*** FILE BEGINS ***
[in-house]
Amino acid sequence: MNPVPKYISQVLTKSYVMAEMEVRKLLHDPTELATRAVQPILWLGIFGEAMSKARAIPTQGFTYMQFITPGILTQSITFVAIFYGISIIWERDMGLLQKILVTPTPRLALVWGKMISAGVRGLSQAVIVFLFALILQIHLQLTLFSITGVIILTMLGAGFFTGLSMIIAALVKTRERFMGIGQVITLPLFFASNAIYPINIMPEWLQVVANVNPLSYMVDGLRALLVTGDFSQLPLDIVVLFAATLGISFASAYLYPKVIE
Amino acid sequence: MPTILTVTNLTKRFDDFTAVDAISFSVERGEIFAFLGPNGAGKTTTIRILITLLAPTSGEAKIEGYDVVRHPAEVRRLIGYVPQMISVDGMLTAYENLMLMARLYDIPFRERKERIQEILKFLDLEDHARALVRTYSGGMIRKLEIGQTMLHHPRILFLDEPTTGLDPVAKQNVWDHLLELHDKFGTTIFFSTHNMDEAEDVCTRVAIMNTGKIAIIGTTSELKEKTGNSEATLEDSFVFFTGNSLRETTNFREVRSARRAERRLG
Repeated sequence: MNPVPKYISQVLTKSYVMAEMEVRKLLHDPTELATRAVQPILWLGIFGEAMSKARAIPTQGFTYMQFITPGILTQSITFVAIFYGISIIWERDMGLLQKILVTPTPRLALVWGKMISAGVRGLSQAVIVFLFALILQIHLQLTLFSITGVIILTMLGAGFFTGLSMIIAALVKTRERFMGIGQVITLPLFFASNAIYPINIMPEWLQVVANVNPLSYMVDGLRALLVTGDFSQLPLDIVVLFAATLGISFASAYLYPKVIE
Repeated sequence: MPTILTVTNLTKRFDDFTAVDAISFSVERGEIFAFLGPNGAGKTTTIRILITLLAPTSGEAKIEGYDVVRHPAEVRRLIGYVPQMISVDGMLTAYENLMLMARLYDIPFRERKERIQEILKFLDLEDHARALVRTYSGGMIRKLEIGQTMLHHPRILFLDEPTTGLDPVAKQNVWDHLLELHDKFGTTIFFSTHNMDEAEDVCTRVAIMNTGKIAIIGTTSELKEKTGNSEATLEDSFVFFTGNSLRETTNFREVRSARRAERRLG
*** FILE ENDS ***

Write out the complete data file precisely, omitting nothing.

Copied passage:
[in-house]
Amino acid sequence: MNPVPKYISQVLTKSYVMAEMEVRKLLHDPTELATRAVQPILWLGIFGEAMSKARAIPTQGFTYMQFITPGILTQSITFVAIFYGISIIWERDMGLLQKILVTPTPRLALVWGKMISAGVRGLSQAVIVFLFALILQIHLQLTLFSITGVIILTMLGAGFFTGLSMIIAALVKTRERFMGIGQVITLPLFFASNAIYPINIMPEWLQVVANVNPLSYMVDGLRALLVTGDFSQLPLDIVVLFAATLGISFASAYLYPKVIE
Amino acid sequence: MPTILTVTNLTKRFDDFTAVDAISFSVERGEIFAFLGPNGAGKTTTIRILITLLAPTSGEAKIEGYDVVRHPAEVRRLIGYVPQMISVDGMLTAYENLMLMARLYDIPFRERKERIQEILKFLDLEDHARALVRTYSGGMIRKLEIGQTMLHHPRILFLDEPTTGLDPVAKQNVWDHLLELHDKFGTTIFFSTHNMDEAEDVCTRVAIMNTGKIAIIGTTSELKEKTGNSEATLEDSFVFFTGNSLRETTNFREVRSARRAERRLG
Repeated sequence: MNPVPKYISQVLTKSYVMAEMEVRKLLHDPTELATRAVQPILWLGIFGEAMSKARAIPTQGFTYMQFITPGILTQSITFVAIFYGISIIWERDMGLLQKILVTPTPRLALVWGKMISAGVRGLSQAVIVFLFALILQIHLQLTLFSITGVIILTMLGAGFFTGLSMIIAALVKTRERFMGIGQVITLPLFFASNAIYPINIMPEWLQVVANVNPLSYMVDGLRALLVTGDFSQLPLDIVVLFAATLGISFASAYLYPKVIE
Repeated sequence: MPTILTVTNLTKRFDDFTAVDAISFSVERGEIFAFLGPNGAGKTTTIRILITLLAPTSGEAKIEGYDVVRHPAEVRRLIGYVPQMISVDGMLTAYENLMLMARLYDIPFRERKERIQEILKFLDLEDHARALVRTYSGGMIRKLEIGQTMLHHPRILFLDEPTTGLDPVAKQNVWDHLLELHDKFGTTIFFSTHNMDEAEDVCTRVAIMNTGKIAIIGTTSELKEKTGNSEATLEDSFVFFTGNSLRETTNFREVRSARRAERRLG